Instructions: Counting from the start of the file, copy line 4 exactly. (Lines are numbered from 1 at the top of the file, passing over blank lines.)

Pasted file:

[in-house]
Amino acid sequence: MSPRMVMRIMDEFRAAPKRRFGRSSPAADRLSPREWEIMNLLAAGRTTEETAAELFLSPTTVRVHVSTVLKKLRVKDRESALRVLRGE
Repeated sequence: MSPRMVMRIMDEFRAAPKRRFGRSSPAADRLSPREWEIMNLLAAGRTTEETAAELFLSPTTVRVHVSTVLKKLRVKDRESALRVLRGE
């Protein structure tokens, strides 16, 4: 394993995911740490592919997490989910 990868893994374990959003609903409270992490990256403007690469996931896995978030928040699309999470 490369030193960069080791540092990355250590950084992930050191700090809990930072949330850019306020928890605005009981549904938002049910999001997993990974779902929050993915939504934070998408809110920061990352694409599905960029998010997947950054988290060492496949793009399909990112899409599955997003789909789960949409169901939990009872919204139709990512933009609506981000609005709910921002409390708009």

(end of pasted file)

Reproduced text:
């Protein structure tokens, strides 16, 4: 394993995911740490592919997490989910 990868893994374990959003609903409270992490990256403007690469996931896995978030928040699309999470 490369030193960069080791540092990355250590950084992930050191700090809990930072949330850019306020928890605005009981549904938002049910999001997993990974779902929050993915939504934070998408809110920061990352694409599905960029998010997947950054988290060492496949793009399909990112899409599955997003789909789960949409169901939990009872919204139709990512933009609506981000609005709910921002409390708009």